It is the cluttered front room of a Warrington council house: gas fire set into a tiled surround, glass-fronted cabinet housing treasured knick-knacks; shoes tucked under a chair; magazines and books piled up. And in the middle, an easel, surrounded by tubes of paint and jars of brushes.
The room is where Eric Tucker, an artist virtually unknown until his death in 2018 but since compared to LS Lowry, painted people in the pub and on the street, gossiping, reading, smoking, playing cards.
It has been recreated at a Mayfair gallery, using furniture and personal items from the home Tucker shared for decades with his mother. “This is it, this is the room to a T,” said Karen Kenna, the artist’s younger sister.
A few streets away, another upmarket Mayfair gallery has been transformed into a 1960s pub, with a dark wood-panelled bar, a jar of pickled eggs, and ashtrays filled with dog-ends. The scene is typical of the pubs frequented – and painted – by Tucker.
The galleries – Alon Zakaim Fine Art and Connaught Brown – are exhibiting 46 of Tucker’s oil paintings and watercolours this month. Three days before the exhibition opened to the public, more than 20 had already been sold.
Tucker, who was born in 1932, had a variety of jobs after leaving school at 14, including gravedigging and unloading lorries at a construction yard. “He’d come in from his shift and paint into the night and at weekends,” said his nephew Joe Tucker. “He had a compulsion to paint whenever he had the time.”
It wasn’t until the end of Tucker’s life that his family realised how much he had painted, and how good his work was. His brother Tony – Joe’s father – said last year: “I knew he painted in the front room and that there were some paintings upstairs, but I had no real sense of how much material there really was.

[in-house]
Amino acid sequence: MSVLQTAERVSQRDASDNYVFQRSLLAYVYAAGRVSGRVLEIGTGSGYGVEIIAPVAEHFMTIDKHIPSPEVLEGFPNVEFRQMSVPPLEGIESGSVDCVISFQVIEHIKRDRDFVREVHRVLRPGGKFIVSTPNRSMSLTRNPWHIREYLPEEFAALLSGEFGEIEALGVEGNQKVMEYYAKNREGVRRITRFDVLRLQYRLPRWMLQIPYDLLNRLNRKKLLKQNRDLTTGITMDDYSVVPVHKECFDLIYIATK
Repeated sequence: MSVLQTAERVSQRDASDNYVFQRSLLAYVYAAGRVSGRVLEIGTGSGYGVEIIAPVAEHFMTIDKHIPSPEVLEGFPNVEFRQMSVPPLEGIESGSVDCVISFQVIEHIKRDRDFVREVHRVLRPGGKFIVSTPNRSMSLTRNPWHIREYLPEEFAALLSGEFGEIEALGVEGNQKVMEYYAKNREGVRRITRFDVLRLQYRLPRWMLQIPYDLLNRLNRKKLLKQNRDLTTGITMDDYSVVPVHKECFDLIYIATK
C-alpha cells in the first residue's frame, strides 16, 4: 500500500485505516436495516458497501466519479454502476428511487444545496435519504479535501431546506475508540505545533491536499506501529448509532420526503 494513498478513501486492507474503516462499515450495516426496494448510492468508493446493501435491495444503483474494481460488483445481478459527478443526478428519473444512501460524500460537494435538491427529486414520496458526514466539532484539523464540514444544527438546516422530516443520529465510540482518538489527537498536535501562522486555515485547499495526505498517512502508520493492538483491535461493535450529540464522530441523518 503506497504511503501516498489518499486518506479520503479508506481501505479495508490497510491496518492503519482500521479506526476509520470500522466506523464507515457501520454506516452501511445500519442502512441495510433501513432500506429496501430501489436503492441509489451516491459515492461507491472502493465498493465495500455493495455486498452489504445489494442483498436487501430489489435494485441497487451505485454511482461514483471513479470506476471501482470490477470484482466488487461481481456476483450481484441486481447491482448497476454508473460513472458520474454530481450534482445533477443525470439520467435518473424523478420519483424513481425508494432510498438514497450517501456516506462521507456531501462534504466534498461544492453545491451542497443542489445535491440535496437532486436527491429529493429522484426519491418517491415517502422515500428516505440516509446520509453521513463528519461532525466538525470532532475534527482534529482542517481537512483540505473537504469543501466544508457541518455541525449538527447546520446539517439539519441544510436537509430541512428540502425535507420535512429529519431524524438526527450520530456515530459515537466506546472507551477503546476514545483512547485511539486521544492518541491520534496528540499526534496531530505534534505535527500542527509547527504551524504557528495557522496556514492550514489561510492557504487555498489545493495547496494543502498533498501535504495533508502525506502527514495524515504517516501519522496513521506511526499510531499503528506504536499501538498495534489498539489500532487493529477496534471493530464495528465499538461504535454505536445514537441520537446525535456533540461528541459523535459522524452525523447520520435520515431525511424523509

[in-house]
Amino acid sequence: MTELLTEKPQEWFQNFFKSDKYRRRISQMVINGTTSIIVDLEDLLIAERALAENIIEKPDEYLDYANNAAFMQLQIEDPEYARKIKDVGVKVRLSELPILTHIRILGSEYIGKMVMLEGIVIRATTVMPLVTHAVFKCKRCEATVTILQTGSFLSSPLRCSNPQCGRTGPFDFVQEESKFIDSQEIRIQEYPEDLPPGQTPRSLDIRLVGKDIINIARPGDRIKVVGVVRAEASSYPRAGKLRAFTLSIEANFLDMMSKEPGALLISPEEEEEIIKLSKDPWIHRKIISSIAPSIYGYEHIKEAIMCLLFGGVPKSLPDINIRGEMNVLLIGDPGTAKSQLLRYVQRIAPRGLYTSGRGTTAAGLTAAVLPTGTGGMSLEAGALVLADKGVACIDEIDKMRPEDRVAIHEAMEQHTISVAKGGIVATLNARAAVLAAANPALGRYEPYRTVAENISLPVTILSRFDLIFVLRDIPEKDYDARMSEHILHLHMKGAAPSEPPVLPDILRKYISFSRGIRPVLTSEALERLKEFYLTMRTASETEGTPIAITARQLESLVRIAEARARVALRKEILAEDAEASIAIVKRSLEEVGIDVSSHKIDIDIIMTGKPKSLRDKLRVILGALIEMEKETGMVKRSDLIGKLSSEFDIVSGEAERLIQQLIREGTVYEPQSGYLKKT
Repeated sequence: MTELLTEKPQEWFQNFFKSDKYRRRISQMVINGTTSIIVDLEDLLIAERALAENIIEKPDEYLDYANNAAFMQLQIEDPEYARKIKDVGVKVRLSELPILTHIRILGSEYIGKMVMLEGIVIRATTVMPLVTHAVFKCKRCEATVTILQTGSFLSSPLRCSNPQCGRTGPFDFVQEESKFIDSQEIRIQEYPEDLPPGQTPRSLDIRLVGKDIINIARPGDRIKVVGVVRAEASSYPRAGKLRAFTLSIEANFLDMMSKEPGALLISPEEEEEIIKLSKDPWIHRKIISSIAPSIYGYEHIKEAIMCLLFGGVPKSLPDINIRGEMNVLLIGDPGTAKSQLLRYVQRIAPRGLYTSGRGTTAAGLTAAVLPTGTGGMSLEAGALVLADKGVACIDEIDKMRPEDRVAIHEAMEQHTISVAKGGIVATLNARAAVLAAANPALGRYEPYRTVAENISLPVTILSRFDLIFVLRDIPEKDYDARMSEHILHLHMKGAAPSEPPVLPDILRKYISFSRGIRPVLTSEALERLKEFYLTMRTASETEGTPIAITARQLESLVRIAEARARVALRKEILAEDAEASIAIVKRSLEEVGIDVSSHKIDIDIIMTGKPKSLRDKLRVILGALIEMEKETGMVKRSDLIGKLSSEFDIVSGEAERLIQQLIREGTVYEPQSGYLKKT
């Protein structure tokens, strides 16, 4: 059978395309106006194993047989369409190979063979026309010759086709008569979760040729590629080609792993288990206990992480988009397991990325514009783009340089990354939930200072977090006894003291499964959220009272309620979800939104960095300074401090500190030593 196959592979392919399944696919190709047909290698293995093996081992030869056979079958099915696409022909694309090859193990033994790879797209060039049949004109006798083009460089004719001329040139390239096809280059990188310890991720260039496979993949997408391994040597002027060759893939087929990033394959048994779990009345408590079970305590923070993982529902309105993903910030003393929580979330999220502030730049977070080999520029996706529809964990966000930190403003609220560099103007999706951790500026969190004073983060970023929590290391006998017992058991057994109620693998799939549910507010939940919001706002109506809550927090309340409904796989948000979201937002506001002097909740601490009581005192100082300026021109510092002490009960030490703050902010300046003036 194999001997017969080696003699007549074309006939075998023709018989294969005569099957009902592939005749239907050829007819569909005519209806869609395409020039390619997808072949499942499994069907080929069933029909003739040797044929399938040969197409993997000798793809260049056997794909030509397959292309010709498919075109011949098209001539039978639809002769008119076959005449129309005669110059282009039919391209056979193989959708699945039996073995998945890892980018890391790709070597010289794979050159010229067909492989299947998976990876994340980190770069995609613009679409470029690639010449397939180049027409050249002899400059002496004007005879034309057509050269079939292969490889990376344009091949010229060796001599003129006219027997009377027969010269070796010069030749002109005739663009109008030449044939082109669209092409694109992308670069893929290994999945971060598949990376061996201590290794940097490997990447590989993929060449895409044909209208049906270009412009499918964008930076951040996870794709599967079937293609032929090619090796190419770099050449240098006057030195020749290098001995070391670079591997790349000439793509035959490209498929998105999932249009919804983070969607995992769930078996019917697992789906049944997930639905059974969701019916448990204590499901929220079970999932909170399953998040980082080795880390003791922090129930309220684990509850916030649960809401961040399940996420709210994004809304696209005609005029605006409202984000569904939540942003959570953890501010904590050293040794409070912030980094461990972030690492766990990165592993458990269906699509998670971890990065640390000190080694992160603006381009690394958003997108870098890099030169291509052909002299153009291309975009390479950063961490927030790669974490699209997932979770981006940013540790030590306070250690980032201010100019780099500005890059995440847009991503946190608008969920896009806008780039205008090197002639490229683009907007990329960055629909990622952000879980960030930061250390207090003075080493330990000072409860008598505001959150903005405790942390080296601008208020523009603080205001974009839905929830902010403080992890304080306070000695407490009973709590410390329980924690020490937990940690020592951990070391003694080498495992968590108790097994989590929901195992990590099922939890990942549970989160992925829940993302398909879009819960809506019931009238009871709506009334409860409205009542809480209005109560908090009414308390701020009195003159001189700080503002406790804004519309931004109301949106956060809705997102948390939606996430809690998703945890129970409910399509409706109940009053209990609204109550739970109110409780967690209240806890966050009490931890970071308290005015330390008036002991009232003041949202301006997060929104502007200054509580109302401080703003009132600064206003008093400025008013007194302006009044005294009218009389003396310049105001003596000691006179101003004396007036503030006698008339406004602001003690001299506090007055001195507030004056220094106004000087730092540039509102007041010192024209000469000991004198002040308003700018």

“I looked upstairs in the bedrooms, which were piled high with art around the walls and even on the beds. Later on I realised there were paintings in the loft, under the stairs and even in the shed at the back of the house. The whole business was pretty startling.”
Tucker was self-taught, visiting galleries and museums in Manchester and, occasionally, London. He painted what he saw around him, mainly street scenes and people in pubs. But he didn’t show his work, and the only time he sold a couple of paintings he was so outraged at the commission taken by the dealer that he vowed never to do it again.
“I once saw him drawing in a pub, on scraps of paper beneath the table,” said Joe. “Even as a kid of about eight, I could see he was picking out the most interesting characters. He’d do three or four quick sketches, and then paint them later.
“I spent a lot of time with him as a child. He’d pick me up from school. His jacket was held together with Sellotape, he cut his own hair with kitchen scissors. He was fun and funny.”
After Tucker died in 2018 and his siblings discovered the extent of his work, the family decided to stage an exhibition in his home. “We turned the house into a gallery, and we thought maybe some of the neighbours would come.” About 2,000 people visited over two days.
A retrospective at the Warrington Museum and Art Gallery followed, and in 2020 Connaught Brown and Alon Zakaim Fine Art displayed 14 of Tucker’s watercolours online. All sold within hours.
Tucker had “a style of his own, a way of telling a story that is unique and distinctive”, said Alon Zakaim. “You get transported back to a time and place, you know immediately what you’re looking at.”
Comparisons with Lowry were swiftly made. “He was interested in Lowry as a painter from the north who painted what was around him. Lowry was certainly an influence,” said Joe. But Tucker also drew on impressionism and post-impressionism.
It was hard to say what Tucker would have made of the Mayfair exhibitions and re-creations of his home and local pub, said Joe. “This is so far removed from his world. I think he would feel gratified – I think he felt that his work had value. But he’d also be saying: why have you done it like this? He’d have a few complaints.”